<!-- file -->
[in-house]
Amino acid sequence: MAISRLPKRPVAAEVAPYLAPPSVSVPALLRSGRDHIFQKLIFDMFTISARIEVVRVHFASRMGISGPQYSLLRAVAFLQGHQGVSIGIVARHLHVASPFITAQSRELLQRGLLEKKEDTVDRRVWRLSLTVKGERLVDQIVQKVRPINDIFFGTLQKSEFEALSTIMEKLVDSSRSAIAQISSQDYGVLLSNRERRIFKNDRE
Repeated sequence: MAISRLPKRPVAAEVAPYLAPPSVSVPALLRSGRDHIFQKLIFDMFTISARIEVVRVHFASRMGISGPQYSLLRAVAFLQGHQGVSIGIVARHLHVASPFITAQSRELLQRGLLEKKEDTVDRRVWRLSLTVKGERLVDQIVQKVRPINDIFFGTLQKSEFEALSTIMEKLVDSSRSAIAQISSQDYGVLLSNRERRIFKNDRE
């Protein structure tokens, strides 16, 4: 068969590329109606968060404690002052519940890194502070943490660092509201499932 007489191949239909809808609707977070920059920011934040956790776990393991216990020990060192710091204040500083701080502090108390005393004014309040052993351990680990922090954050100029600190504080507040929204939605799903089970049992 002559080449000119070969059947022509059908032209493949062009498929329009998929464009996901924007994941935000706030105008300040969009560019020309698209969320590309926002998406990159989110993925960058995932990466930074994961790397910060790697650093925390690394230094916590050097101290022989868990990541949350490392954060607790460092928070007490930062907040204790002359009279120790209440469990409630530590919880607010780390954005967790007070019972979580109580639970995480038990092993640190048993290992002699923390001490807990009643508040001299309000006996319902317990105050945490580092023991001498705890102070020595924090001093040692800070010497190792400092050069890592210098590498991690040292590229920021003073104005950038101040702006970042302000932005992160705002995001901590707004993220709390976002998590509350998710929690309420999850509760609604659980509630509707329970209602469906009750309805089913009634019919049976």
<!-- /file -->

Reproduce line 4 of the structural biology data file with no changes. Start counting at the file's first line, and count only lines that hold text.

């Protein structure tokens, strides 16, 4: 068969590329109606968060404690002052519940890194502070943490660092509201499932 007489191949239909809808609707977070920059920011934040956790776990393991216990020990060192710091204040500083701080502090108390005393004014309040052993351990680990922090954050100029600190504080507040929204939605799903089970049992 002559080449000119070969059947022509059908032209493949062009498929329009998929464009996901924007994941935000706030105008300040969009560019020309698209969320590309926002998406990159989110993925960058995932990466930074994961790397910060790697650093925390690394230094916590050097101290022989868990990541949350490392954060607790460092928070007490930062907040204790002359009279120790209440469990409630530590919880607010780390954005967790007070019972979580109580639970995480038990092993640190048993290992002699923390001490807990009643508040001299309000006996319902317990105050945490580092023991001498705890102070020595924090001093040692800070010497190792400092050069890592210098590498991690040292590229920021003073104005950038101040702006970042302000932005992160705002995001901590707004993220709390976002998590509350998710929690309420999850509760609604659980509630509707329970209602469906009750309805089913009634019919049976």